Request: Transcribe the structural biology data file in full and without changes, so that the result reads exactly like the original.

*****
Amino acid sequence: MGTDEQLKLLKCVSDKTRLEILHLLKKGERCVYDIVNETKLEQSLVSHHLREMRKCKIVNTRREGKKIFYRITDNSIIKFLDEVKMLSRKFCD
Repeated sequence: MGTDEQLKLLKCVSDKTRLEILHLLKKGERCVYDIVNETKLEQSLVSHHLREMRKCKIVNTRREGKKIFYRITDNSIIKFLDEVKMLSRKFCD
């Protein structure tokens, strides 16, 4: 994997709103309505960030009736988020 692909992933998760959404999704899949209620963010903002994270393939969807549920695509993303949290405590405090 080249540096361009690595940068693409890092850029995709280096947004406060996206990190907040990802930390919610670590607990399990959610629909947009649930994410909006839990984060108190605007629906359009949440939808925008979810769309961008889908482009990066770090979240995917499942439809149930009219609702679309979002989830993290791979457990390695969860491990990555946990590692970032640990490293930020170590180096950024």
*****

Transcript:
Amino acid sequence: MGTDEQLKLLKCVSDKTRLEILHLLKKGERCVYDIVNETKLEQSLVSHHLREMRKCKIVNTRREGKKIFYRITDNSIIKFLDEVKMLSRKFCD
Repeated sequence: MGTDEQLKLLKCVSDKTRLEILHLLKKGERCVYDIVNETKLEQSLVSHHLREMRKCKIVNTRREGKKIFYRITDNSIIKFLDEVKMLSRKFCD
């Protein structure tokens, strides 16, 4: 994997709103309505960030009736988020 692909992933998760959404999704899949209620963010903002994270393939969807549920695509993303949290405590405090 080249540096361009690595940068693409890092850029995709280096947004406060996206990190907040990802930390919610670590607990399990959610629909947009649930994410909006839990984060108190605007629906359009949440939808925008979810769309961008889908482009990066770090979240995917499942439809149930009219609702679309979002989830993290791979457990390695969860491990990555946990590692970032640990490293930020170590180096950024």